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estimated quarterly tax payments explained

For freelancers, self-employed individuals, and small business owners, managing finances is an integral part of their professional journey. One key aspect of financial responsibility is handling taxes. For those with income not subject to withholding, estimated quarterly taxes become a crucial obligation. In this article, we will explore what estimated quarterly taxes are, why they matter, and how individuals can navigate this aspect of tax compliance. 

What Are Estimated Quarterly Taxes? 

Estimated quarterly taxes are periodic tax payments that individuals and businesses make to the IRS throughout the year. Unlike traditional employees who have taxes withheld from their paychecks, freelancers, self-employed individuals, and certain business owners are responsible for estimating their tax liability and making quarterly payments. 

Who Needs to Pay Estimated Quarterly Taxes? 

Those who anticipate owing $1,000 or more in taxes are generally required to pay estimated quarterly taxes. Remember, this is after subtracting their withholding and refundable credits. This includes freelancers, independent contractors, sole proprietors, partners in partnerships, and S corporation shareholders. Additionally, if you had a tax liability in the previous year, the IRS may require you to pay estimated taxes. This is the case even if you expect a lower income in the current year. Corporations may have to make estimated tax payments if they expect to owe $500 or more in taxes.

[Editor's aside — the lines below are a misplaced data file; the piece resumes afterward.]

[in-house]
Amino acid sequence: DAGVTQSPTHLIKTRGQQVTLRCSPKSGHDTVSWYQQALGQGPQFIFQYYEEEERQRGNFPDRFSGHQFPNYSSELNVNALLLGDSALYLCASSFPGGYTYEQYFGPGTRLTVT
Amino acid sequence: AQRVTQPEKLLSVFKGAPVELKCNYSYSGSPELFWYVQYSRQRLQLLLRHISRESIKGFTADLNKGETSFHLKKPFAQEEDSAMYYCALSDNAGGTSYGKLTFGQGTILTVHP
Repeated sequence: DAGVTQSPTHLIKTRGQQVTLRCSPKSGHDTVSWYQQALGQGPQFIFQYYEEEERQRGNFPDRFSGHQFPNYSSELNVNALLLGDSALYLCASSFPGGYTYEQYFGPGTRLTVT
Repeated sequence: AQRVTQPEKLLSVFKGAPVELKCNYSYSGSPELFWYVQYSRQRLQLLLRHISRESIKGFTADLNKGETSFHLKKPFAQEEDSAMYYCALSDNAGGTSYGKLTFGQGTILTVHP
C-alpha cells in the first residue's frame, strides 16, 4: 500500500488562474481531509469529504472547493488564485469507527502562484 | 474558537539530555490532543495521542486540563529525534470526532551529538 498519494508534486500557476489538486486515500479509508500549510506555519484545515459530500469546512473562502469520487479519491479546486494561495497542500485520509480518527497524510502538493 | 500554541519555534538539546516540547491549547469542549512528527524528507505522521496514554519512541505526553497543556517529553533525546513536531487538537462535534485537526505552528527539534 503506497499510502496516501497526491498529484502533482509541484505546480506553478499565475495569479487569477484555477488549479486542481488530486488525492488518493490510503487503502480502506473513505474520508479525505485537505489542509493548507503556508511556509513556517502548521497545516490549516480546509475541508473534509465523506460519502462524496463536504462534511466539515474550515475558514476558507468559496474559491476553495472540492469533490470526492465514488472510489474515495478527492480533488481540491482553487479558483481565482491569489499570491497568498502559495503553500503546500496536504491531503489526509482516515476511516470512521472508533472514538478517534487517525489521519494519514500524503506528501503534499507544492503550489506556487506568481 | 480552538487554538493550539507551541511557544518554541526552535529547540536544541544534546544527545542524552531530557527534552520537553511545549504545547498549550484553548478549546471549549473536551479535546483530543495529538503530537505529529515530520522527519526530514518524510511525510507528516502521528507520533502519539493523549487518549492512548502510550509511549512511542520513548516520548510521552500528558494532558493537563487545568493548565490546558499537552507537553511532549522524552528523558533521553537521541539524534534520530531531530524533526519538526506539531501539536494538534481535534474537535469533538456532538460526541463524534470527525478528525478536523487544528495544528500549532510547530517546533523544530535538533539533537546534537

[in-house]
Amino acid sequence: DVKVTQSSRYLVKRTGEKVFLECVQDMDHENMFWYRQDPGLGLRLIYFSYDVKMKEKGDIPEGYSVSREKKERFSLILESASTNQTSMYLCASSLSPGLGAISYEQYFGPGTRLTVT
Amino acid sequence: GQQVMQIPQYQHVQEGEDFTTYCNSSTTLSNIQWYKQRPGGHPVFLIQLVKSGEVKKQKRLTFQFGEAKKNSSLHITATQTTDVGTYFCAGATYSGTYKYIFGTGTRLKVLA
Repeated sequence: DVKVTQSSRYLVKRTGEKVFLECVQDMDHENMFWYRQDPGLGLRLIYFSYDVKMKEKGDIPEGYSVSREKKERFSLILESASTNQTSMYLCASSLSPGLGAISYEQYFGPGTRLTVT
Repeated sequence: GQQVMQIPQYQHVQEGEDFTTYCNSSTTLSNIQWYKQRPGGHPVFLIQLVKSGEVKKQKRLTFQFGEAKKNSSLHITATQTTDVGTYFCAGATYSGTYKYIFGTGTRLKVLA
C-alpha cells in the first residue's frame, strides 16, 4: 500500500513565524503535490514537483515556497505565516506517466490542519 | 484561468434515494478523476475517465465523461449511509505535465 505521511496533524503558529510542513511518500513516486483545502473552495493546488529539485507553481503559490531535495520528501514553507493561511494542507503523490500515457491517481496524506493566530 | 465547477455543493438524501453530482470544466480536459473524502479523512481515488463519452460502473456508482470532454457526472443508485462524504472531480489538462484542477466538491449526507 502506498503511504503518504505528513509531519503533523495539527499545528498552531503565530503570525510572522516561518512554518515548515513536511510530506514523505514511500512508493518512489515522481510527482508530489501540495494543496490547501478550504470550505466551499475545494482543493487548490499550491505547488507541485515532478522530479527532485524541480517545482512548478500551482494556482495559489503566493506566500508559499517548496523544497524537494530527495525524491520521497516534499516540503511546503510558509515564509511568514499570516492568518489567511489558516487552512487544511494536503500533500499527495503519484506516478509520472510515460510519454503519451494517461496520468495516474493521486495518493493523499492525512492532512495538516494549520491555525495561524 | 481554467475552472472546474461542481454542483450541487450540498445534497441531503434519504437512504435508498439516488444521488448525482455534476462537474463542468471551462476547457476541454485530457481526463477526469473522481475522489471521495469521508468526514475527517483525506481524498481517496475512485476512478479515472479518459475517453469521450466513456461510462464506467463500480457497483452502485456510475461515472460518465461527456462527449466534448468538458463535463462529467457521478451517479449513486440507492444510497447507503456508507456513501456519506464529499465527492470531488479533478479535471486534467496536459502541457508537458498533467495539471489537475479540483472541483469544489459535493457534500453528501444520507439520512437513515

Why Estimated Quarterly Taxes Matter 

Failure to pay estimated quarterly taxes can result in penalties and interest on the unpaid amount. By meeting the quarterly deadlines, individuals can avoid unnecessary financial burdens and maintain compliance with tax regulations. It also allows individuals to budget effectively and avoid a large, lump-sum tax payment at the end of the year. This approach promotes financial stability and helps prevent unexpected financial setbacks. 

How to Calculate Your Estimated Quarterly Tax Payments 

To make things easier when calculating your estimated tax payments, you can use last year’s tax liability as a baseline. Then divide that amount into four equal payments. Typically, if you pay 100% of what you owed last year, you are more likely to be protected from underpayment penalties. However if you expect to earn more or less than last year, you should calculate it another way. 

Calculate Your Estimated Income

Begin by estimating your adjusted gross income (AGI) for the year. Be sure to factor in any changes in your financial situation. This could include fluctuations in income, additional sources of revenue, or changes in business expenses. 

Determine Deductions and Credits

Consider potential deductions and credits that may apply to your situation. This includes business expenses, self-employment tax deductions, and any eligible tax credits. Subtracting these from your estimated income will give you a more accurate picture of your taxable income.